Some studies focusing on birth defects among children after IVF report that infants conceived with the use of IVF was associated with an increased risk for birth defects compared to those conceived naturally. These studies concluded that the causal pathways that underlie these associations are not definitively understood in humans, although specific laboratory factors may contribute, including the embryo culture media, ICSI gamete manipulation, and returning embryos to the uterus soon after ovarian stimulation.
On the other hand most of the studies published until now show no statistically significant differences in the rates of anomalies between babies born after IVF/ICSI transfer and infertile patients conceiving spontaneously without any treatment. No significant differences are found in the incidence of major anomalies between single and multiple pregnancies in IVF versus spontaneous conceptions.
In a study published in Journal of Assisted Reproduction and Genetics in 2016 it is found that, although babies born after IVF treatments and from spontaneous conception in infertile couples had rates of congenital anomalies higher than those non infertile couples recorded by the European Surveillance of Congenital Anomalies (EUROCAT) classification, the rates of anomalies were not different within the infertile population whether conceived by IVF or spontaneously. These data suggest that the diagnosis of infertility in itself is the common denominator for the increase in the rates of anomalies seen in both IVF and spontaneous conceptions.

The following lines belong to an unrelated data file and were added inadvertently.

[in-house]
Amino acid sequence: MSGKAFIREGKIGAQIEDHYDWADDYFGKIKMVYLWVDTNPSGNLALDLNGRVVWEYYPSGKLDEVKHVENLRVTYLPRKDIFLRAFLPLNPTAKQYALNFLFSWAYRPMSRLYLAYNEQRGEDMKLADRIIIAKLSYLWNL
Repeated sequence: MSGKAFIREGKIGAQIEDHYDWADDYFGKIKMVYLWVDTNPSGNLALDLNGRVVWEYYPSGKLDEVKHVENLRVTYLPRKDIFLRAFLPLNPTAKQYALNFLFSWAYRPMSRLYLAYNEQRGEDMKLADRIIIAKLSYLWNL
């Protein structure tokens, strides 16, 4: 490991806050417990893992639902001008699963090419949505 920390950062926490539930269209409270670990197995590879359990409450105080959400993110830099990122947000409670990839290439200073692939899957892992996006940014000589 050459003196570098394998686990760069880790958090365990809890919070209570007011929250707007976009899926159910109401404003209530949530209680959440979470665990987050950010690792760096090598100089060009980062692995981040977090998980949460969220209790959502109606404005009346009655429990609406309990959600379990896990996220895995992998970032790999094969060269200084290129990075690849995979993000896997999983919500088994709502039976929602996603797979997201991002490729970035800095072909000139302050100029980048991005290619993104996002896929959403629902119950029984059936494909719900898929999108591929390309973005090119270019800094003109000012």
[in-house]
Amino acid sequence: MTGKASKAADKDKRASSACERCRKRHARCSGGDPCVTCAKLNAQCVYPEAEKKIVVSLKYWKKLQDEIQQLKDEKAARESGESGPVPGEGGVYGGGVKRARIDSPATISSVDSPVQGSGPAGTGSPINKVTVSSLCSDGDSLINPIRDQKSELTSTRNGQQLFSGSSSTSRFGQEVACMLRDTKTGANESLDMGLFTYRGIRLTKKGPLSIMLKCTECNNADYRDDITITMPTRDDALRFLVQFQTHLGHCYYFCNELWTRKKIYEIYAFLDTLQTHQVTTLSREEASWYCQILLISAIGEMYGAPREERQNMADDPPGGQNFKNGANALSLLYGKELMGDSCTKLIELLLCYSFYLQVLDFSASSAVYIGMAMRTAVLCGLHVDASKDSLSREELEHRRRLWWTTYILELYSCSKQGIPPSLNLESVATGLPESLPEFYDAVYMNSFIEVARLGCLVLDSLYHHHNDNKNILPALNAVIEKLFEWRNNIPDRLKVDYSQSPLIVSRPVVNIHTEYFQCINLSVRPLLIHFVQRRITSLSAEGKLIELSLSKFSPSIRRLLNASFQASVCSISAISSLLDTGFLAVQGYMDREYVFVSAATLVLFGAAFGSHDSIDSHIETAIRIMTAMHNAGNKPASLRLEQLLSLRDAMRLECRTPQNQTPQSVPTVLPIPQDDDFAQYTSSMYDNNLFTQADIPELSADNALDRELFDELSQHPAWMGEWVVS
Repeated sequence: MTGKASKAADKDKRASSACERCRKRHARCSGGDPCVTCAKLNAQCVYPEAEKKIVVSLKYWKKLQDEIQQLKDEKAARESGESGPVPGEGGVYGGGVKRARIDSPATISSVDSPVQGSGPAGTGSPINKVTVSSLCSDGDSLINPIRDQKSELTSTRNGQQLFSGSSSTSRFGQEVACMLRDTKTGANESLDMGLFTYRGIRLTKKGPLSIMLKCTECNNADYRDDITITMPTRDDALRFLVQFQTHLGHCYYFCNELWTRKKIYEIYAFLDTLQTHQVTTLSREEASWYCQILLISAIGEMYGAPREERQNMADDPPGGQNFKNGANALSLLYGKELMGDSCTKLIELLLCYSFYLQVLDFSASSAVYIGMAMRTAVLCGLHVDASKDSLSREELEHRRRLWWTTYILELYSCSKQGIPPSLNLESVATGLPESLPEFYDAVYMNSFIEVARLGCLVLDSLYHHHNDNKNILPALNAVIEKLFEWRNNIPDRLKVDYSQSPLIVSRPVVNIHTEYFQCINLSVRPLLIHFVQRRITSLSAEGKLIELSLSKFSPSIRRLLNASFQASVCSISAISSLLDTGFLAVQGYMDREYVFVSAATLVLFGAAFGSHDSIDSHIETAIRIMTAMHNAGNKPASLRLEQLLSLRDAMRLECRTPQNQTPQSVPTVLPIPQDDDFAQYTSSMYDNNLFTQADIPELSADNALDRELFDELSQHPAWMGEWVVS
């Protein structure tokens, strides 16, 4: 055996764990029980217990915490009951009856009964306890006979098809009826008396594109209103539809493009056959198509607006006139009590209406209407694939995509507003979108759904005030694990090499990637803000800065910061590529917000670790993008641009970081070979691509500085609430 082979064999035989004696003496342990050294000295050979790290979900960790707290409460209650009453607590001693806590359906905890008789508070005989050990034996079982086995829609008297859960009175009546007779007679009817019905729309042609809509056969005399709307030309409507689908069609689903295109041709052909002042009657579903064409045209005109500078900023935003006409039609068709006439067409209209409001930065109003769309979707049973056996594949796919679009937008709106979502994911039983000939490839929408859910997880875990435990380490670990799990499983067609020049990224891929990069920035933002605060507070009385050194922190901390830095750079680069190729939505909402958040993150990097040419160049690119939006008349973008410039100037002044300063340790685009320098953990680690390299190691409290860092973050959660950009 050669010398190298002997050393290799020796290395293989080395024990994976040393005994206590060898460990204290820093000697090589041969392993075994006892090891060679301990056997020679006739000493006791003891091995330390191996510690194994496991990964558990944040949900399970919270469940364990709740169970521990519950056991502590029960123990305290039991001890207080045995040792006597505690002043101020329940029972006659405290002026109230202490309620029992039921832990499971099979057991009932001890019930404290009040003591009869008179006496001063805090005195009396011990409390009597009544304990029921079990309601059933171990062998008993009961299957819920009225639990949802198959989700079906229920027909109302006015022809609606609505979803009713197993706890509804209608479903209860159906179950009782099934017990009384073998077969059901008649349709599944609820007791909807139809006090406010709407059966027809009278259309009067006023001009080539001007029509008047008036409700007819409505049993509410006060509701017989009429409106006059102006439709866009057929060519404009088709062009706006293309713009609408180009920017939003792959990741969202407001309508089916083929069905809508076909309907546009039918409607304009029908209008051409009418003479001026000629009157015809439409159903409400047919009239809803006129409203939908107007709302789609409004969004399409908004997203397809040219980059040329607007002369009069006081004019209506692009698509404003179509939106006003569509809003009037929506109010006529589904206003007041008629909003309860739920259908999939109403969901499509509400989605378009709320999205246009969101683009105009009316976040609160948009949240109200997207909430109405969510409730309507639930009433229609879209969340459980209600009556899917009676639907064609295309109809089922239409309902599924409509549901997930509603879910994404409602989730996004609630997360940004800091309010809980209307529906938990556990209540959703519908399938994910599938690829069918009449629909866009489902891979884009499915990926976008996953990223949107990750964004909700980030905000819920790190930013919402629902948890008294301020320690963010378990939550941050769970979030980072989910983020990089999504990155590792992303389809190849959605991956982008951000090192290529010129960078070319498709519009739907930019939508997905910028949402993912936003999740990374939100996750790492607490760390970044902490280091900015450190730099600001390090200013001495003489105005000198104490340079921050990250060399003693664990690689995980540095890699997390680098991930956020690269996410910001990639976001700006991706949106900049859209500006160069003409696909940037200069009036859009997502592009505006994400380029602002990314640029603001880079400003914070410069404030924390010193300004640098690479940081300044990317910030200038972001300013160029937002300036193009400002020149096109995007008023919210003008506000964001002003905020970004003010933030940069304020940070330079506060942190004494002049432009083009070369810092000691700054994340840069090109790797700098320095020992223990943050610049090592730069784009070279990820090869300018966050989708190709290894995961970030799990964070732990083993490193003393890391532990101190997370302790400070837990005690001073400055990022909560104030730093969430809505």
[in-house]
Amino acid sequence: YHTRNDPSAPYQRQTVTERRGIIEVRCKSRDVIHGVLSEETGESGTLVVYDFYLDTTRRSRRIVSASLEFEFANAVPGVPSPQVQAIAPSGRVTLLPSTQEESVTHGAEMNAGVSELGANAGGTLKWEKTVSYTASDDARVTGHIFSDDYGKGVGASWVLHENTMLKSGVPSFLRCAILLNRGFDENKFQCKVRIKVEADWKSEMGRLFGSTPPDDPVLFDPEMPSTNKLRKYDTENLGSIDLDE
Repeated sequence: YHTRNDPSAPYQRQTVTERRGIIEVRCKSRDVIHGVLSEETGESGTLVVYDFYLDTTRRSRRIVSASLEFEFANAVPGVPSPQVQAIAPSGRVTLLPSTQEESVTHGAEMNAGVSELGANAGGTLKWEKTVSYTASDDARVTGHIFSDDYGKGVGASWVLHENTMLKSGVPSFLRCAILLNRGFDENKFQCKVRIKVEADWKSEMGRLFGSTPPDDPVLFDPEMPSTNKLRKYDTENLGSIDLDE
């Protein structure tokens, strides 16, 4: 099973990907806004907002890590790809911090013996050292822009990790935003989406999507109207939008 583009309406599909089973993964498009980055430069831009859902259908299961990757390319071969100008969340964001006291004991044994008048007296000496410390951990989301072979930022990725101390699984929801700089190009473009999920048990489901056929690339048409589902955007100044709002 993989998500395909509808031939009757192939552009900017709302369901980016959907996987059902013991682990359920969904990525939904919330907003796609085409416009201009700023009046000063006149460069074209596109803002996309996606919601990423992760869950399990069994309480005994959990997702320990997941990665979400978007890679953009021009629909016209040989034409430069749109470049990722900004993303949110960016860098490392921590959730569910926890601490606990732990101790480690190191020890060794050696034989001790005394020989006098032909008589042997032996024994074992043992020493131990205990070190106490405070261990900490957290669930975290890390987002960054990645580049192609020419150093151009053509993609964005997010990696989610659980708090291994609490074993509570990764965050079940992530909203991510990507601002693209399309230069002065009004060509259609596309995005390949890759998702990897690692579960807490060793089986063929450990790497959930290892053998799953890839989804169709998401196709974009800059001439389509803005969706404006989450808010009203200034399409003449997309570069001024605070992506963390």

Published data show that in pregnancies after IVF, both the early and late abortion rates as well as the incidence of therapeutic abortions and ectopic pregnancies are comparable with that observed in controls of infertile patients after spontaneous conceptions.
Some studies reported that infants conceived by ICSI had a 1.5–4 times increased risk for chromosomal abnormalities, imprinting disorders, and other birth defects compared to those conceived by IVF. This can be explained as ICSI is done in severe male factor infertility. Male sub-fertility even with low sperm count is associated with higher risk of chromosomal abnormality to passed on offspring.